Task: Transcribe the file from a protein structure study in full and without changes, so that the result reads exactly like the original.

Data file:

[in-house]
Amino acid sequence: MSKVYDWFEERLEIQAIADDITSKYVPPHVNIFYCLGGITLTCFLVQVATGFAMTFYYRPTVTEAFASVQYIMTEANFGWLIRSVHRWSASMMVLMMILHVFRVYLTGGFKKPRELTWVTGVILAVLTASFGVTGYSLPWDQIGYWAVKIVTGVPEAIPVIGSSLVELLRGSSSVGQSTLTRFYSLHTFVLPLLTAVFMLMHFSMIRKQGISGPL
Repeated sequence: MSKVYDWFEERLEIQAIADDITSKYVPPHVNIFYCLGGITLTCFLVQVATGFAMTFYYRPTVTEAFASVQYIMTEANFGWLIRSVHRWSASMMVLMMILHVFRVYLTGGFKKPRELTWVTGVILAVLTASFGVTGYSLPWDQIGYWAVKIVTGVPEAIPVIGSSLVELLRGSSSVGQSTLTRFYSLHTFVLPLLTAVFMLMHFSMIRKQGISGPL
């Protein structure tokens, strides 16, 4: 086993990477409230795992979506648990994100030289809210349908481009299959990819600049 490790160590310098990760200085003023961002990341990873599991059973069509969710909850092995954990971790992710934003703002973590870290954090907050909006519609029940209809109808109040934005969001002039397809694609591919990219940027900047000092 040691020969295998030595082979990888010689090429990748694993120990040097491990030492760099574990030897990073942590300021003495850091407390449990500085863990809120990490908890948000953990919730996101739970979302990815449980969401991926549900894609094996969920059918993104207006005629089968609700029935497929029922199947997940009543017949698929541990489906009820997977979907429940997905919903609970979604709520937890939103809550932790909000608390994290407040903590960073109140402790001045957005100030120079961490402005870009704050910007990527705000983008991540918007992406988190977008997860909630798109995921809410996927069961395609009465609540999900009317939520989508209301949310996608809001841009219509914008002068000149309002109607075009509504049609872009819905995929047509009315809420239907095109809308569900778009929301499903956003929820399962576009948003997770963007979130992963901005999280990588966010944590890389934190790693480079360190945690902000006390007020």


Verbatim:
[in-house]
Amino acid sequence: MSKVYDWFEERLEIQAIADDITSKYVPPHVNIFYCLGGITLTCFLVQVATGFAMTFYYRPTVTEAFASVQYIMTEANFGWLIRSVHRWSASMMVLMMILHVFRVYLTGGFKKPRELTWVTGVILAVLTASFGVTGYSLPWDQIGYWAVKIVTGVPEAIPVIGSSLVELLRGSSSVGQSTLTRFYSLHTFVLPLLTAVFMLMHFSMIRKQGISGPL
Repeated sequence: MSKVYDWFEERLEIQAIADDITSKYVPPHVNIFYCLGGITLTCFLVQVATGFAMTFYYRPTVTEAFASVQYIMTEANFGWLIRSVHRWSASMMVLMMILHVFRVYLTGGFKKPRELTWVTGVILAVLTASFGVTGYSLPWDQIGYWAVKIVTGVPEAIPVIGSSLVELLRGSSSVGQSTLTRFYSLHTFVLPLLTAVFMLMHFSMIRKQGISGPL
């Protein structure tokens, strides 16, 4: 086993990477409230795992979506648990994100030289809210349908481009299959990819600049 490790160590310098990760200085003023961002990341990873599991059973069509969710909850092995954990971790992710934003703002973590870290954090907050909006519609029940209809109808109040934005969001002039397809694609591919990219940027900047000092 040691020969295998030595082979990888010689090429990748694993120990040097491990030492760099574990030897990073942590300021003495850091407390449990500085863990809120990490908890948000953990919730996101739970979302990815449980969401991926549900894609094996969920059918993104207006005629089968609700029935497929029922199947997940009543017949698929541990489906009820997977979907429940997905919903609970979604709520937890939103809550932790909000608390994290407040903590960073109140402790001045957005100030120079961490402005870009704050910007990527705000983008991540918007992406988190977008997860909630798109995921809410996927069961395609009465609540999900009317939520989508209301949310996608809001841009219509914008002068000149309002109607075009509504049609872009819905995929047509009315809420239907095109809308569900778009929301499903956003929820399962576009948003997770963007979130992963901005999280990588966010944590890389934190790693480079360190945690902000006390007020």